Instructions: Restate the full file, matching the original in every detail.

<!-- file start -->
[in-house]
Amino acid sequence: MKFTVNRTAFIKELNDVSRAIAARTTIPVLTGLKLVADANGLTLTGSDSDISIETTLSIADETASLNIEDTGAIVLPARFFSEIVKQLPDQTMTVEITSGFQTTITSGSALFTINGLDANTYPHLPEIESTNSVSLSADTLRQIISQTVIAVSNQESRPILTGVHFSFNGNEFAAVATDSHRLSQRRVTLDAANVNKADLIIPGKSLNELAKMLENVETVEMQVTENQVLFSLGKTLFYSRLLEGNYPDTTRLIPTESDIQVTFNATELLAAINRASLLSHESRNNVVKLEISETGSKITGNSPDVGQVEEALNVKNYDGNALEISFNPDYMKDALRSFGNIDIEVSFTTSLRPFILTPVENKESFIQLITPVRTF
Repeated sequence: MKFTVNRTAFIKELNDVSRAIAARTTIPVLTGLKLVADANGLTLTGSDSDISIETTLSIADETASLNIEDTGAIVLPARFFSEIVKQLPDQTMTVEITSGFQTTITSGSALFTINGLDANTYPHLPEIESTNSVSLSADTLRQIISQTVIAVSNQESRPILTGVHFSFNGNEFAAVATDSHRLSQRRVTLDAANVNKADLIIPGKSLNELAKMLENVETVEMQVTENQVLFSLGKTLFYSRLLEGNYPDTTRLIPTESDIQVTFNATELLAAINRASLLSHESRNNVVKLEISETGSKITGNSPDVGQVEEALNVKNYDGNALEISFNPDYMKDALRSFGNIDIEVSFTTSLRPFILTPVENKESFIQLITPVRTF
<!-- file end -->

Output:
[in-house]
Amino acid sequence: MKFTVNRTAFIKELNDVSRAIAARTTIPVLTGLKLVADANGLTLTGSDSDISIETTLSIADETASLNIEDTGAIVLPARFFSEIVKQLPDQTMTVEITSGFQTTITSGSALFTINGLDANTYPHLPEIESTNSVSLSADTLRQIISQTVIAVSNQESRPILTGVHFSFNGNEFAAVATDSHRLSQRRVTLDAANVNKADLIIPGKSLNELAKMLENVETVEMQVTENQVLFSLGKTLFYSRLLEGNYPDTTRLIPTESDIQVTFNATELLAAINRASLLSHESRNNVVKLEISETGSKITGNSPDVGQVEEALNVKNYDGNALEISFNPDYMKDALRSFGNIDIEVSFTTSLRPFILTPVENKESFIQLITPVRTF
Repeated sequence: MKFTVNRTAFIKELNDVSRAIAARTTIPVLTGLKLVADANGLTLTGSDSDISIETTLSIADETASLNIEDTGAIVLPARFFSEIVKQLPDQTMTVEITSGFQTTITSGSALFTINGLDANTYPHLPEIESTNSVSLSADTLRQIISQTVIAVSNQESRPILTGVHFSFNGNEFAAVATDSHRLSQRRVTLDAANVNKADLIIPGKSLNELAKMLENVETVEMQVTENQVLFSLGKTLFYSRLLEGNYPDTTRLIPTESDIQVTFNATELLAAINRASLLSHESRNNVVKLEISETGSKITGNSPDVGQVEEALNVKNYDGNALEISFNPDYMKDALRSFGNIDIEVSFTTSLRPFILTPVENKESFIQLITPVRTF